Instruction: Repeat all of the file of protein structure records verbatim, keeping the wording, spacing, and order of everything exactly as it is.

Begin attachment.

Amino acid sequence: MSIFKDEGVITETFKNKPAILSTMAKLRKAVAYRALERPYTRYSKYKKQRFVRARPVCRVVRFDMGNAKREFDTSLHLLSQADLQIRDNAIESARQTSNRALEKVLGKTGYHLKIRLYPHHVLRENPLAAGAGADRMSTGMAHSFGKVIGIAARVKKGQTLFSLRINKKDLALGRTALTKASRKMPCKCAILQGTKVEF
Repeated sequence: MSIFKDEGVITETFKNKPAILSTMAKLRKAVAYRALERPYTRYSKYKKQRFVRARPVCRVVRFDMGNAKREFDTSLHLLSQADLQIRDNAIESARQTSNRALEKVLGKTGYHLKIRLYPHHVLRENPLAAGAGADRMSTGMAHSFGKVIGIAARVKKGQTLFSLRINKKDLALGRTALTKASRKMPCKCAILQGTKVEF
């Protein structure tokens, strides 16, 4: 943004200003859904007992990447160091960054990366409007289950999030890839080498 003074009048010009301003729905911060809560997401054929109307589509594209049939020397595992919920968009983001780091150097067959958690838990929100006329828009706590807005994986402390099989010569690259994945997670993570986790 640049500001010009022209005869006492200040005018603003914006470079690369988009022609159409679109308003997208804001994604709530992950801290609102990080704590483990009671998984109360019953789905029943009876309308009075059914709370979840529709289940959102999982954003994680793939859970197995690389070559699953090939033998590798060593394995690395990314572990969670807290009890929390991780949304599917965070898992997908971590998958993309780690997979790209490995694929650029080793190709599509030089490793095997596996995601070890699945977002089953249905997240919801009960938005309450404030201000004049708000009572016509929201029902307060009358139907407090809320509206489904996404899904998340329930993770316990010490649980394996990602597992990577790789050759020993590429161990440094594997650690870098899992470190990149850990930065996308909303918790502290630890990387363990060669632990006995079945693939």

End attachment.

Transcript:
Amino acid sequence: MSIFKDEGVITETFKNKPAILSTMAKLRKAVAYRALERPYTRYSKYKKQRFVRARPVCRVVRFDMGNAKREFDTSLHLLSQADLQIRDNAIESARQTSNRALEKVLGKTGYHLKIRLYPHHVLRENPLAAGAGADRMSTGMAHSFGKVIGIAARVKKGQTLFSLRINKKDLALGRTALTKASRKMPCKCAILQGTKVEF
Repeated sequence: MSIFKDEGVITETFKNKPAILSTMAKLRKAVAYRALERPYTRYSKYKKQRFVRARPVCRVVRFDMGNAKREFDTSLHLLSQADLQIRDNAIESARQTSNRALEKVLGKTGYHLKIRLYPHHVLRENPLAAGAGADRMSTGMAHSFGKVIGIAARVKKGQTLFSLRINKKDLALGRTALTKASRKMPCKCAILQGTKVEF
């Protein structure tokens, strides 16, 4: 943004200003859904007992990447160091960054990366409007289950999030890839080498 003074009048010009301003729905911060809560997401054929109307589509594209049939020397595992919920968009983001780091150097067959958690838990929100006329828009706590807005994986402390099989010569690259994945997670993570986790 640049500001010009022209005869006492200040005018603003914006470079690369988009022609159409679109308003997208804001994604709530992950801290609102990080704590483990009671998984109360019953789905029943009876309308009075059914709370979840529709289940959102999982954003994680793939859970197995690389070559699953090939033998590798060593394995690395990314572990969670807290009890929390991780949304599917965070898992997908971590998958993309780690997979790209490995694929650029080793190709599509030089490793095997596996995601070890699945977002089953249905997240919801009960938005309450404030201000004049708000009572016509929201029902307060009358139907407090809320509206489904996404899904998340329930993770316990010490649980394996990602597992990577790789050759020993590429161990440094594997650690870098899992470190990149850990930065996308909303918790502290630890990387363990060669632990006995079945693939």